Netflix's drama "The Serpent" builds real-life serial murderer and con artist Charles Sobhraj's world with a shrewdness the attentive viewer can't help but appreciate at times, if only for a limited span. A few such instances occur in the second episode where Sobhraj, played by Tahar Rahim ("The Mauritanian") seduces Marie-Andrée Leclerc (Jenna Coleman) away from the man she's traveling with. Sobhraj is sexy and mysterious and voraciously flirts with Leclerc, who is then a dreamy young woman from Quebec curious about the world.
As their affection grows one of Serge Gainsbourg's more notorious tunes thumps in the background – but not "Bonnie and Clyde." That would be too on-the-nose for a couple of lovers and co-conspirators in a theft and murder racket. Instead, the music supervisor offers a subtler commentary by setting the blossoming of their love affair to "Requiem Pour Un Con," a title many English speakers understand to mean "Requiem for a Con" but a French person may translate to "Requiem for an A••hole."
Either way works since it's a tune dripping with contempt and insult. Most people don't realize that because most people don't listen closely to the lyrics or bother to look up what Gainsbourg is saying – the libidinous bassline, the teasing guitar lick and hungry drumbeat are saying something else entirely. That's the part that gets inside of a person's head to the point that nothing else matters, making it an appropriate theme song for these two.
This is but one example of the small details supporting the work Rahim, Coleman, the set designers and directors Tom Shankland and Hans Herbots do to conjure the ambience of 1975, a time in the world defined by aimlessness and disillusion. "The Serpent," based on a series of actual crimes, depicts the 1970s as the previous decade's dirty hangover, and flaunts the naivete of privileged white kids too young to have experienced the supposed countercultural nirvana promised by late '60s but wealthy enough to pursue it by way of international travel.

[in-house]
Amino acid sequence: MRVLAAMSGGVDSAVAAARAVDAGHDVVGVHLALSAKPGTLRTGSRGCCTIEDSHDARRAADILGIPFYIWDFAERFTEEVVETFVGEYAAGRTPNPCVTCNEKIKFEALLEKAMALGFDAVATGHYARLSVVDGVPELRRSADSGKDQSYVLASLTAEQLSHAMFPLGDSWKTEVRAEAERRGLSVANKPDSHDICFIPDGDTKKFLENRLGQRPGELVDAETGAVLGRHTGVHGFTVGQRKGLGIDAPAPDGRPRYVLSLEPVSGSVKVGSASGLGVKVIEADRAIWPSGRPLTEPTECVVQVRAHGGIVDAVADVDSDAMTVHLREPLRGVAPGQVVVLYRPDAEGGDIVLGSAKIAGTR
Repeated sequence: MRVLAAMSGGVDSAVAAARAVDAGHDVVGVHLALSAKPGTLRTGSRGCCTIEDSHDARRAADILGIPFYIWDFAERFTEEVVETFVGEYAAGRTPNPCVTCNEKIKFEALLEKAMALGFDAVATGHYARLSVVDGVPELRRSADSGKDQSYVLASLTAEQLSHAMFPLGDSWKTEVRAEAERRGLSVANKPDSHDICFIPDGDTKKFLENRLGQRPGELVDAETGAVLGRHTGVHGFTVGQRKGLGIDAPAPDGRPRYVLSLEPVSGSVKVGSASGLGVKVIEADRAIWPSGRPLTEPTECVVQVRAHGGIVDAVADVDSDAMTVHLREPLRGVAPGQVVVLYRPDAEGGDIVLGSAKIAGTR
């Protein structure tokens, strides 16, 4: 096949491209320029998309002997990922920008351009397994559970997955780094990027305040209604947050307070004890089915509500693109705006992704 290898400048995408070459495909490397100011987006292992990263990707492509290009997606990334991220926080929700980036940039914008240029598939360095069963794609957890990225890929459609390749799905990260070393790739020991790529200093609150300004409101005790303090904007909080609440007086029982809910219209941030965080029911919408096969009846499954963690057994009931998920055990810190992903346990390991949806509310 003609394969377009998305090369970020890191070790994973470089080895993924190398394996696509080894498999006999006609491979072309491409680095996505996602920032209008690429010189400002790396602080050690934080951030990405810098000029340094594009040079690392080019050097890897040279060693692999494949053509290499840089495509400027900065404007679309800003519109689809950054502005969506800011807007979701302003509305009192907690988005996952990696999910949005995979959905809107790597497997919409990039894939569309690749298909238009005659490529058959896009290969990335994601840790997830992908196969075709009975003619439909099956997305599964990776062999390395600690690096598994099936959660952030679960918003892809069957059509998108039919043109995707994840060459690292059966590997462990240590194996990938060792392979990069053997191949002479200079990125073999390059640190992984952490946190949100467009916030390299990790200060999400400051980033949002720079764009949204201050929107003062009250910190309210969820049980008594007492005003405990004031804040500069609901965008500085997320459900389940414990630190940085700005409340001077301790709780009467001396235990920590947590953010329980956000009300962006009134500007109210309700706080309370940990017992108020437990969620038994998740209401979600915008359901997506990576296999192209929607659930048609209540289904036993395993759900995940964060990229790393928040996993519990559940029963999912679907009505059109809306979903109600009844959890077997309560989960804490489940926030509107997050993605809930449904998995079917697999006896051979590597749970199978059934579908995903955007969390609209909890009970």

Scores of such souls backpacked across a route in Asia that came to be known as the Hippie Trail, where Sobhraj and Leclerc crossed paths with and murdered at least a dozen, stealing their money and passports to enable them to move between countries without being traced.
"The Serpent" presents Sobhraj, who is currently living out his golden years in a Nepalese prison in real life, as a young keen, non-nonsense gem broker with Leclerc at his side as his fashionable, doting wife – the face cooing over wandering but not yet lost lambs. Together they lure in bohemian travelers with their unusual combination of earthy generosity and flashiness, winning their trust before Sobhraj poisons them to incapacity.
Rich visuals capturing the lush beauty of Thailand dazzle us all the while, even as we accompany Sobhraj's victims into his hazy lair where the party never ends and a revolving door of backpackers fall ill and disappear, never to be heard of again. For all of the ways it falls short one "The Serpent" is beautiful, without question, as are its co-stars.
Peel back the façade, however, and there isn't much to explore beyond the filthiness of the crimes and the frustration tying up Sobhraj's pursuers at every turn, namely Herman Knippenberg (Billy Howle), a junior diplomat at the Dutch Embassy in Bangkok who can't let go of a plea from one vanished couple's family to find them. Knippenberg's boss advises him that solving mysteries isn't his job, but something about this request bores into his brain, and he also realizes that the local cops will do nothing.
With the help of his wife Angela (Ellie Bamber) and a fellow Belgian diplomat Knippenberg finds his lost hikers, and although their story doesn't have a pleasant ending their misfortune is only the beginning of his hunt.